Motif-Based Visual Analysis of Dynamic Networks
2022-08-25T08:27:36Z, Cakmak, Eren, Fuchs, Johannes, Jäckle, Dominik, Schreck, Tobias, Brandes, Ulrik, Keim, Daniel A.
Many data analysis problems rely on dynamic networks, such as social or communication network analyses. Providing a scalable overview of long sequences of such dynamic networks remains challenging due to the underlying large-scale data containing elusive topological changes. We propose two complementary pixel-based visualizations, which reflect occurrences of selected sub-networks (motifs) and provide a time-scalable overview of dynamic networks: a network-level census (motif significance profiles) linked with a node-level sub-network metric (graphlet degree vectors) views to reveal structural changes, trends, states, and outliers. The network census captures significantly occurring motifs compared to their expected occurrences in random networks and exposes structural changes in a dynamic network. The sub-network metrics display the local topological neighborhood of a node in a single network belonging to the dynamic network. The linked pixel-based visualizations allow exploring motifs in different-sized networks to analyze the changing structures within and across dynamic networks, for instance, to visually analyze the shape and rate of changes in the network topology. We describe the identification of visual patterns, also considering different reordering strategies to emphasize visual patterns. We demonstrate the approach's usefulness by a use case analysis based on real-world large-scale dynamic networks, such as the evolving social networks of Reddit or Facebook.
Revealing the Invisible : Visual Analytics and Explanatory Storytelling for Advanced Team Sport Analysis
2018-10, Stein, Manuel, Breitkreutz, Thorsten, Häußler, Johannes, Seebacher, Daniel, Niederberger, Christoph, Schreck, Tobias, Grossniklaus, Michael, Keim, Daniel A., Janetzko, Halldor
The analysis of invasive team sports often concentrates on cooperative and competitive aspects of collective movement behavior. A main goal is the identification and explanation of strategies, and eventually the development of new strategies. In visual sports analytics, a range of different visual-interactive analysis techniques have been proposed, e.g., based on visualization using for example trajectories, graphs, heatmaps, and animations. Identifying suitable visualizations for a specific situation is key to a successful analysis. Existing systems enable the interactive selection of different visualization facets to support the analysis process. However, an interactive selection of appropriate visualizations is a difficult, complex, and time-consuming task. In this paper, we propose a four-step analytics conceptual workflow for an automatic selection of appropriate views for key situations in soccer games. Our concept covers classification, specification, explanation, and alteration of match situations, effectively enabling the analysts to focus on important game situations and the determination of alternative moves. Combining abstract visualizations with real world video recordings by Immersive Visual Analytics and descriptive storylines, we support domain experts in understanding key situations. We demonstrate the usefulness of our proposed conceptual workflow via two proofs of concept and evaluate our system by comparing our results to manual video annotations by domain experts. Initial expert feedback shows that our proposed concept improves the understanding of competitive sports and leads to a more efficient data analysis.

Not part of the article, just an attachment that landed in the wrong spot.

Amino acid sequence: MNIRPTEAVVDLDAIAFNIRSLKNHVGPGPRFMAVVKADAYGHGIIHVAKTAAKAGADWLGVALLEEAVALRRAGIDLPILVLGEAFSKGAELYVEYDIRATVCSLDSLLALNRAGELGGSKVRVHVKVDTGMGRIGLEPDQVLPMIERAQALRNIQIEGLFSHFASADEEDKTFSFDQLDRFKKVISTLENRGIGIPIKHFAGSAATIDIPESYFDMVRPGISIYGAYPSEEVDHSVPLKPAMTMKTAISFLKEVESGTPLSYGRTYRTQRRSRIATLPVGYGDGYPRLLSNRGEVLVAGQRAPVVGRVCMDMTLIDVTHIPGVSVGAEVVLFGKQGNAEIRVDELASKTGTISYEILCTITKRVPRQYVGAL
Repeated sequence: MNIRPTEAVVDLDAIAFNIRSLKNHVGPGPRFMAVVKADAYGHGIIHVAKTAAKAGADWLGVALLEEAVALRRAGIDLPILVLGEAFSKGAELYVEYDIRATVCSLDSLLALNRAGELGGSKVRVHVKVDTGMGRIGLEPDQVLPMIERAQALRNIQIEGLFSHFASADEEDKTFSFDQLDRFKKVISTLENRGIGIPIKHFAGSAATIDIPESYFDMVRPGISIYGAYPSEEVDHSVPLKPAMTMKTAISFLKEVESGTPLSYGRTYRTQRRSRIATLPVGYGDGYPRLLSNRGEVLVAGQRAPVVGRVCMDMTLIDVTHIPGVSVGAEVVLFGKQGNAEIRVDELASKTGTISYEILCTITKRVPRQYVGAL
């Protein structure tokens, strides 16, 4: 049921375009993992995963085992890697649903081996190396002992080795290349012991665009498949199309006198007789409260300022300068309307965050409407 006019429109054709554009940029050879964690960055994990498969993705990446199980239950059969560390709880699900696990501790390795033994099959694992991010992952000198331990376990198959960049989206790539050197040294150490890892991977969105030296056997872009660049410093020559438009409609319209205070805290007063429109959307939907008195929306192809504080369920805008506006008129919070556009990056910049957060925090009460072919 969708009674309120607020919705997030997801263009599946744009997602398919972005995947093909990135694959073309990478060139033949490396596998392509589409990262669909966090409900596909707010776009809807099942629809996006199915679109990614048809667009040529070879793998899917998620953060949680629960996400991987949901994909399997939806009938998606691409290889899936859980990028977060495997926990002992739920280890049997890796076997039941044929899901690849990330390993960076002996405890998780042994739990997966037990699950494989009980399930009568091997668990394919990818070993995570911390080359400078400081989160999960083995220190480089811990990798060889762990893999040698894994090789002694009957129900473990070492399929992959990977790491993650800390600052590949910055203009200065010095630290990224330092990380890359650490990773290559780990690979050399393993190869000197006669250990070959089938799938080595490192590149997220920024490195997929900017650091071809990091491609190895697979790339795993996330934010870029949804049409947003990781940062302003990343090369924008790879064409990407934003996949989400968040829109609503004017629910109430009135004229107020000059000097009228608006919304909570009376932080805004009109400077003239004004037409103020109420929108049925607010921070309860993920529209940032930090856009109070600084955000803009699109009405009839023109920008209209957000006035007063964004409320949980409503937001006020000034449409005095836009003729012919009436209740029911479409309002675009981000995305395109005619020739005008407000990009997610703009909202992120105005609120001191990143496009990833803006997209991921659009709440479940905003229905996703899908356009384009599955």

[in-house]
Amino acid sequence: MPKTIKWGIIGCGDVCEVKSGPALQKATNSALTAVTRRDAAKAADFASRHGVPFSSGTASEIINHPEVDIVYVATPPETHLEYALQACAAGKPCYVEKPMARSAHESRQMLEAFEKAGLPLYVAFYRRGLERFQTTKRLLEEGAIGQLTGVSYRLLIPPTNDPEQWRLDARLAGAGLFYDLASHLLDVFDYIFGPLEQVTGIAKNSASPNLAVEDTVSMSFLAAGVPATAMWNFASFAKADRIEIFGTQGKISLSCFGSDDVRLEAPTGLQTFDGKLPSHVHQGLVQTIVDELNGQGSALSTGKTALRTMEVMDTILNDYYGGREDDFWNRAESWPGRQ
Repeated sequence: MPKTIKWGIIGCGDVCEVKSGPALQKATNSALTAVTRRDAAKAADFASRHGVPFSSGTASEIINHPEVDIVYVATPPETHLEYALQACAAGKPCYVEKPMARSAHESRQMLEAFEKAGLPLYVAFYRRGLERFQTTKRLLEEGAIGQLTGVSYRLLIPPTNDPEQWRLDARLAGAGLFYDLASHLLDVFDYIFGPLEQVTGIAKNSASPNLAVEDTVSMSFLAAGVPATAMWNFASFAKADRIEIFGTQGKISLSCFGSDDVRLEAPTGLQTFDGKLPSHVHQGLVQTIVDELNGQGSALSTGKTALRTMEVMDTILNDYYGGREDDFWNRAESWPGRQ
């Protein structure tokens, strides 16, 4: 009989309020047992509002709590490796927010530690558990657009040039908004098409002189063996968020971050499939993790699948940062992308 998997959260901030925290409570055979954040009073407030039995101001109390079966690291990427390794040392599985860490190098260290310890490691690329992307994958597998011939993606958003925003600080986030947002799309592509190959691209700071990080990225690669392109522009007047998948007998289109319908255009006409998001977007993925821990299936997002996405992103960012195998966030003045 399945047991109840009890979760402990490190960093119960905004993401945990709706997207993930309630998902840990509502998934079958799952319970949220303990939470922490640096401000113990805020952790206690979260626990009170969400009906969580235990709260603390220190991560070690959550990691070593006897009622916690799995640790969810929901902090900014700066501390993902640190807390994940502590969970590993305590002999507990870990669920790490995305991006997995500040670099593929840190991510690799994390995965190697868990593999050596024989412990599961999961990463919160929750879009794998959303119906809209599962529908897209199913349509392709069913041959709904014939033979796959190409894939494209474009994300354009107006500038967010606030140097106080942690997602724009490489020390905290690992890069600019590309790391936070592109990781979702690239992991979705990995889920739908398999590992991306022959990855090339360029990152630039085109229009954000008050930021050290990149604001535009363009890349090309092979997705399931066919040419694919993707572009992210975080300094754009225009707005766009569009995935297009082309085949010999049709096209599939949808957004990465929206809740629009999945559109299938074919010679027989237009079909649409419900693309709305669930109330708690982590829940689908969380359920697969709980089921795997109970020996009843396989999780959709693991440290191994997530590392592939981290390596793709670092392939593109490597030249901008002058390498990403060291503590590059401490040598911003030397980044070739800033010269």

Dynamic Visual Abstraction of Soccer Movement
2017-07-04, Sacha, Dominik, Al-Masoudi, Feeras, Stein, Manuel, Schreck, Tobias, Keim, Daniel A., Andrienko, Gennady, Janetzko, Halldor
Trajectory-based visualization of coordinated movement data within a bounded area, such as player and ball movement within a soccer pitch, can easily result in visual crossings, overplotting, and clutter. Trajectory abstraction can help to cope with these issues, but it is a challenging problem to select the right level of abstraction (LoA) for a given data set and analysis task. We present a novel dynamic approach that combines trajectory simplification and clustering techniques with the goal to support interpretation and understanding of movement patterns. Our technique provides smooth transitions between different abstraction types that can be computed dynamically and on-the-fly. This enables the analyst to effectively navigate and explore the space of possible abstractions in large trajectory data sets. Additionally, we provide a proof of concept for supporting the analyst in determining the LoA semi-automatically with a recommender system. Our approach is illustrated and evaluated by case studies, quantitative measures, and expert feedback. We further demonstrate that it allows analysts to solve a variety of analysis tasks in the domain of soccer.
dg2pix : Pixel-Based Visual Analysis of Dynamic Graphs
2020, Cakmak, Eren, Jäckle, Dominik, Schreck, Tobias, Keim, Daniel A.
Presenting long sequences of dynamic graphs remains challenging due to the underlying large-scale and high-dimensional data. We propose dg2pix, a novel pixel-based visualization technique, to visually explore temporal and structural properties in long sequences of large-scale graphs. The approach consists of three main steps: (1) the multiscale modeling of the temporal dimension; (2) unsupervised graph embeddings to learn low-dimensional representations of the dynamic graph data; and (3) an interactive pixel-based visualization to simultaneously explore the evolving data at different temporal aggregation scales. dg2pix provides a scalable overview of a dynamic graph, supports the exploration of long sequences of high-dimensional graph data, and enables the identification and comparison of similar temporal states. We show the applicability of the technique to synthetic and real-world datasets, demonstrating that temporal patterns in dynamic graphs can be identified and interpreted over time. dg2pix contributes a suitable intermediate representation between node-link diagrams at the high detail end and matrix representations on the low detail end.
SocialOcean : Visual Analysis and Characterization of Social Media Bubbles
2018, Diehl, Alexandra, Hundt, Michael, Häußler, Johannes, Seebacher, Daniel, Chen, Siming, Cilasun, Nida, Keim, Daniel A., Schreck, Tobias